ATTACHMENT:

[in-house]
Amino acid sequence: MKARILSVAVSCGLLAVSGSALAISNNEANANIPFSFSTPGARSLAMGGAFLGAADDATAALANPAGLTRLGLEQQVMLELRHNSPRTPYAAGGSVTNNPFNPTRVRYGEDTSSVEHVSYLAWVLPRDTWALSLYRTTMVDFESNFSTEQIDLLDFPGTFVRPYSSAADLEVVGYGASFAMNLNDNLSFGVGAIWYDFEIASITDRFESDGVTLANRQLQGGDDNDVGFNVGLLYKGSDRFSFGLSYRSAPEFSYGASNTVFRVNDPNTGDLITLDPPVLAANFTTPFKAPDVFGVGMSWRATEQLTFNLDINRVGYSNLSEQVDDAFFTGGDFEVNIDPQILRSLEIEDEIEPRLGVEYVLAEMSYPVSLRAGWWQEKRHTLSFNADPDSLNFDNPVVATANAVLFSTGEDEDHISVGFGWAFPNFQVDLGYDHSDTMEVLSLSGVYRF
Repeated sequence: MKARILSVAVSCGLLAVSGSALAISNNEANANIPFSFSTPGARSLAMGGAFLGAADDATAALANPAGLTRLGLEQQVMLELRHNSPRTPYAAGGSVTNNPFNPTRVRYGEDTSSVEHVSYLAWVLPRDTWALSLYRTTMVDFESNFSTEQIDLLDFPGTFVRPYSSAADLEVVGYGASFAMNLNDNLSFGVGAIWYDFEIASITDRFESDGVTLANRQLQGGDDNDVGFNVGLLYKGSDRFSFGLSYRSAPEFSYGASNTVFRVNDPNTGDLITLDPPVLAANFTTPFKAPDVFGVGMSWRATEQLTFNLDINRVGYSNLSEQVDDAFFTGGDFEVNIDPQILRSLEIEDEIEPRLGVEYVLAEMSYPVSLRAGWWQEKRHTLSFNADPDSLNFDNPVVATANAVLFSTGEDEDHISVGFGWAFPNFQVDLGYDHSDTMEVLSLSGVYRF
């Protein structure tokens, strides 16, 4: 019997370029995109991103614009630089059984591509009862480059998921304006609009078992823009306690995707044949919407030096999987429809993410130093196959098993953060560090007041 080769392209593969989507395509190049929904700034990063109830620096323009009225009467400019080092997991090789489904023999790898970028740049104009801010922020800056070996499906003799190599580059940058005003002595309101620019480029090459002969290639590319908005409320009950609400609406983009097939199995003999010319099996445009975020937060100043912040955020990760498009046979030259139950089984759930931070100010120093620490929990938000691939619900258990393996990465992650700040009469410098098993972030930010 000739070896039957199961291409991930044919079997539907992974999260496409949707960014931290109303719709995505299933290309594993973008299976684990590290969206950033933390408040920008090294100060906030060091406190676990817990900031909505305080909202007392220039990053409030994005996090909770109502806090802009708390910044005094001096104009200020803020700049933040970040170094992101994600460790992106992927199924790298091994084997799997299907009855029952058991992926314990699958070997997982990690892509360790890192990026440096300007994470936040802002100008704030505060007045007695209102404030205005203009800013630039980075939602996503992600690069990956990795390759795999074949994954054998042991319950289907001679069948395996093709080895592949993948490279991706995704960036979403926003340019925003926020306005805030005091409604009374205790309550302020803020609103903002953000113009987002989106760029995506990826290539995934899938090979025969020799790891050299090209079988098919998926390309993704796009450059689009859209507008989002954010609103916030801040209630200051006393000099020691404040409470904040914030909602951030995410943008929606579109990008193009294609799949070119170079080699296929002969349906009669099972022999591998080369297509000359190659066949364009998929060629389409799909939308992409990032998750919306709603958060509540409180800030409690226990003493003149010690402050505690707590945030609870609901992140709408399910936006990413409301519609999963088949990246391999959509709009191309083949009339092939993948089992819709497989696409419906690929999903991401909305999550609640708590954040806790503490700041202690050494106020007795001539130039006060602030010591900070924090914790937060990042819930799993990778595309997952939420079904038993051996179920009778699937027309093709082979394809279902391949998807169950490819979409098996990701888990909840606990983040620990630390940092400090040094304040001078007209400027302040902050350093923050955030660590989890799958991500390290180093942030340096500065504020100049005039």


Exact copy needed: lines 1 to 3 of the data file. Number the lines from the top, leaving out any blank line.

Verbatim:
[in-house]
Amino acid sequence: MKARILSVAVSCGLLAVSGSALAISNNEANANIPFSFSTPGARSLAMGGAFLGAADDATAALANPAGLTRLGLEQQVMLELRHNSPRTPYAAGGSVTNNPFNPTRVRYGEDTSSVEHVSYLAWVLPRDTWALSLYRTTMVDFESNFSTEQIDLLDFPGTFVRPYSSAADLEVVGYGASFAMNLNDNLSFGVGAIWYDFEIASITDRFESDGVTLANRQLQGGDDNDVGFNVGLLYKGSDRFSFGLSYRSAPEFSYGASNTVFRVNDPNTGDLITLDPPVLAANFTTPFKAPDVFGVGMSWRATEQLTFNLDINRVGYSNLSEQVDDAFFTGGDFEVNIDPQILRSLEIEDEIEPRLGVEYVLAEMSYPVSLRAGWWQEKRHTLSFNADPDSLNFDNPVVATANAVLFSTGEDEDHISVGFGWAFPNFQVDLGYDHSDTMEVLSLSGVYRF
Repeated sequence: MKARILSVAVSCGLLAVSGSALAISNNEANANIPFSFSTPGARSLAMGGAFLGAADDATAALANPAGLTRLGLEQQVMLELRHNSPRTPYAAGGSVTNNPFNPTRVRYGEDTSSVEHVSYLAWVLPRDTWALSLYRTTMVDFESNFSTEQIDLLDFPGTFVRPYSSAADLEVVGYGASFAMNLNDNLSFGVGAIWYDFEIASITDRFESDGVTLANRQLQGGDDNDVGFNVGLLYKGSDRFSFGLSYRSAPEFSYGASNTVFRVNDPNTGDLITLDPPVLAANFTTPFKAPDVFGVGMSWRATEQLTFNLDINRVGYSNLSEQVDDAFFTGGDFEVNIDPQILRSLEIEDEIEPRLGVEYVLAEMSYPVSLRAGWWQEKRHTLSFNADPDSLNFDNPVVATANAVLFSTGEDEDHISVGFGWAFPNFQVDLGYDHSDTMEVLSLSGVYRF